The cure for burnout in the provider population is improved healthcare IT usability and interoperability, according to a new report that urges EHR vendors, payers, providers and regulators to work together to find solutions.
The report from the National Academy of Medicine (NAM) blames the fact that between one-third and one-half of U.S. clinicians experience burnout on high workloads, heavy administrative burden, and poorly designed technologies. Making the technology in hospitals—an increasingly stressful work environment—easier to use is key, it says.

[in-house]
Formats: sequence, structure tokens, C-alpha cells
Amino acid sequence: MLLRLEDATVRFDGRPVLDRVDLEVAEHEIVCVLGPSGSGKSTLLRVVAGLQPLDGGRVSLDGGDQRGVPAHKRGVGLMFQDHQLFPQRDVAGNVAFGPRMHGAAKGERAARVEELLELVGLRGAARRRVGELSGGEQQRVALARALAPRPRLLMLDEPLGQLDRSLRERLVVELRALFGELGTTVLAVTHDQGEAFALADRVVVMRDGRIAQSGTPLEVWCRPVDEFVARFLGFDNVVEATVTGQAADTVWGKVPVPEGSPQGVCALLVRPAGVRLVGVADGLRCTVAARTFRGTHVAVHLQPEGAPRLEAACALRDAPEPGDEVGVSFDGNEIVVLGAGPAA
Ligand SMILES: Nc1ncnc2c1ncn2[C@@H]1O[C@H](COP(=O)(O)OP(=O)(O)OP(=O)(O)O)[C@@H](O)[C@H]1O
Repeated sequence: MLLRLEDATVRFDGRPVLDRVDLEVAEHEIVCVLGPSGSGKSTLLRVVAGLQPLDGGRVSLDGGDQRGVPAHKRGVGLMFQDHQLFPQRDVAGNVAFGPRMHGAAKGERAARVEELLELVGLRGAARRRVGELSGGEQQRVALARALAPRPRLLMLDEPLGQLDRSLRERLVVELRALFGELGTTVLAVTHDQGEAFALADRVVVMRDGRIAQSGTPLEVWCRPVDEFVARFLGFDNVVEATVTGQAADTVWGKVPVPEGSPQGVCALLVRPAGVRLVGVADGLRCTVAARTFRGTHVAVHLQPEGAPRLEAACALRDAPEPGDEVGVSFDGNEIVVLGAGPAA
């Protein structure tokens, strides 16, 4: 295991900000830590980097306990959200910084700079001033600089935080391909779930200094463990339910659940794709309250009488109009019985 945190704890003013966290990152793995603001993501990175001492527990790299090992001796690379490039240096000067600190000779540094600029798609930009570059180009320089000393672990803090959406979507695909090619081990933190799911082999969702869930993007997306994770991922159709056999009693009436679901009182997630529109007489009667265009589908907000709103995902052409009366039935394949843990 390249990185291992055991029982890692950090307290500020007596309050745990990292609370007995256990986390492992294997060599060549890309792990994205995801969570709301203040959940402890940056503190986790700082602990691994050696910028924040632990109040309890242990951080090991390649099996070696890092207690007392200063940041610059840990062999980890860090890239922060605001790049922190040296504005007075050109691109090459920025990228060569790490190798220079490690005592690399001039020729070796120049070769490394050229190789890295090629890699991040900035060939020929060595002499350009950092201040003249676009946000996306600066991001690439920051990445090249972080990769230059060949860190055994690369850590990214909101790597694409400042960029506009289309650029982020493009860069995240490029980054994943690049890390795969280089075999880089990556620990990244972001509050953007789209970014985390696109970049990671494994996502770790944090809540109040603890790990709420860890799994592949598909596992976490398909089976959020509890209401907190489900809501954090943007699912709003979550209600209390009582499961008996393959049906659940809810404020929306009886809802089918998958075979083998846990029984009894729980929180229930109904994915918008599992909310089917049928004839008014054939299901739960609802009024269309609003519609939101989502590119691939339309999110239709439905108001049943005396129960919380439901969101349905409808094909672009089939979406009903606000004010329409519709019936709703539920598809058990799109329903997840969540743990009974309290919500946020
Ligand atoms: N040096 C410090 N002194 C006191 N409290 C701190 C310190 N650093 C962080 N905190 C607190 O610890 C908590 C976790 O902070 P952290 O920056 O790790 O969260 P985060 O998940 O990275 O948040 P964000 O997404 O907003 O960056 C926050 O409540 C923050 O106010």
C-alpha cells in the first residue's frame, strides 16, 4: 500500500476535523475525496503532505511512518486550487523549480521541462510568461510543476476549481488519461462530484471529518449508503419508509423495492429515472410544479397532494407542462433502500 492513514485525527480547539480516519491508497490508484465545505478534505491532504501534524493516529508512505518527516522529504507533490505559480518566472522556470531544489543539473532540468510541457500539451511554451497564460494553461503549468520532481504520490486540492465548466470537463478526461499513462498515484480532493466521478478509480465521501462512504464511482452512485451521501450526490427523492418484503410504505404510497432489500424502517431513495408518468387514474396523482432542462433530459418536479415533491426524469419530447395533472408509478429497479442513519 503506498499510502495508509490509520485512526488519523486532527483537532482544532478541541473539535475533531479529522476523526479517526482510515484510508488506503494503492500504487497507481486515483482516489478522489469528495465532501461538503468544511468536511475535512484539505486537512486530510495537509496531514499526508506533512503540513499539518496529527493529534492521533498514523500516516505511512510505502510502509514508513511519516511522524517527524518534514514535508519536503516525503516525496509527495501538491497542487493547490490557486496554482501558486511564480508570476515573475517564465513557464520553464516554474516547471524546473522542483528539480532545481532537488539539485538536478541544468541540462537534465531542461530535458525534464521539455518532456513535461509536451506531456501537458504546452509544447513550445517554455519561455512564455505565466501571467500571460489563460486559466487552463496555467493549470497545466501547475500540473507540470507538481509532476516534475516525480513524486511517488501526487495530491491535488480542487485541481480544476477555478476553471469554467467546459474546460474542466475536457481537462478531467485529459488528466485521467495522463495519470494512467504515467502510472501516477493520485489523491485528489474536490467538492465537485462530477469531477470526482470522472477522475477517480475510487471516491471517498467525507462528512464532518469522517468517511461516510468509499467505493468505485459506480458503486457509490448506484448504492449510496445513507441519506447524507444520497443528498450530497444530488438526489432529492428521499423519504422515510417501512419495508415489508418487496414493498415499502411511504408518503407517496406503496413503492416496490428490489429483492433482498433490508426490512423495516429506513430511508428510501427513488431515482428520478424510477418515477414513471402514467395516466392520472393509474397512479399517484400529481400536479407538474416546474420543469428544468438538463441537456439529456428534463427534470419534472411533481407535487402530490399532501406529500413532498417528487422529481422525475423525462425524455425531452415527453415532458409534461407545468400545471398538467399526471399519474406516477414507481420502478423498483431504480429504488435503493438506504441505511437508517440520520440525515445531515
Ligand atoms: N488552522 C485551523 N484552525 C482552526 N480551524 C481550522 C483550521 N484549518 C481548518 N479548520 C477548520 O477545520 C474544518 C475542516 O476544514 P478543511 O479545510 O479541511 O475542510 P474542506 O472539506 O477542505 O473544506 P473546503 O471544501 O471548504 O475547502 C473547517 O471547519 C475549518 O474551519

“Technology can either contribute to clinician burnout (e.g., poorly designed electronic health record technologies) or potentially reduce clinician burnout (e.g., well-functioning patient communications, clinical decision support) if it is well designed, implemented, and integrated into clinical workflow,” NAM says.
Among the report’s advice for HIT vendors, healthcare organizations, and regulators:
- Design and configure systems to improve the clinical work environment, automating non-essential tasks and paying attention to cognitive load and workflows that reduce the demands of clinical documentation.
- Closely monitor implemented technology for unintended negative consequences, making sure there is a plan to mitigate these consequences when they happen.
- Create incentives and lower barriers to the development and implementation of new approaches and technologies with the promise of enhanced provider satisfaction and quality of care.
To read the full report, click here.